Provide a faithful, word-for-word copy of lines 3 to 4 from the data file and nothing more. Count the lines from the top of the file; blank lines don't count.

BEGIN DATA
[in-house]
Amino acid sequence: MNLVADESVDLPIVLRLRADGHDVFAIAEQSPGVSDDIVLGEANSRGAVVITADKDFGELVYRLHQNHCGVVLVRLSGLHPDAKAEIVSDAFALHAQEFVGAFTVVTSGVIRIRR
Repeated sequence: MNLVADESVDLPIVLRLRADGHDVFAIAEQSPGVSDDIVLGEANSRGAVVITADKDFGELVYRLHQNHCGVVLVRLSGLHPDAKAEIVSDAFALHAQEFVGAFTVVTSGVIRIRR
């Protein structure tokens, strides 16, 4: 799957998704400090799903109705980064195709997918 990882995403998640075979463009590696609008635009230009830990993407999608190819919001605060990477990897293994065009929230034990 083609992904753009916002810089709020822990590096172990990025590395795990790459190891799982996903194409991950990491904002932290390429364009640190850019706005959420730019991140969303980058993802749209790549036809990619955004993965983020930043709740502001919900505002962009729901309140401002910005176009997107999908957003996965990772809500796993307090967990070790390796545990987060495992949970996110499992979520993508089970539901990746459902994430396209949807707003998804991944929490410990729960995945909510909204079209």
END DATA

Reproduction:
Repeated sequence: MNLVADESVDLPIVLRLRADGHDVFAIAEQSPGVSDDIVLGEANSRGAVVITADKDFGELVYRLHQNHCGVVLVRLSGLHPDAKAEIVSDAFALHAQEFVGAFTVVTSGVIRIRR
């Protein structure tokens, strides 16, 4: 799957998704400090799903109705980064195709997918 990882995403998640075979463009590696609008635009230009830990993407999608190819919001605060990477990897293994065009929230034990 083609992904753009916002810089709020822990590096172990990025590395795990790459190891799982996903194409991950990491904002932290390429364009640190850019706005959420730019991140969303980058993802749209790549036809990619955004993965983020930043709740502001919900505002962009729901309140401002910005176009997107999908957003996965990772809500796993307090967990070790390796545990987060495992949970996110499992979520993508089970539901990746459902994430396209949807707003998804991944929490410990729960995945909510909204079209």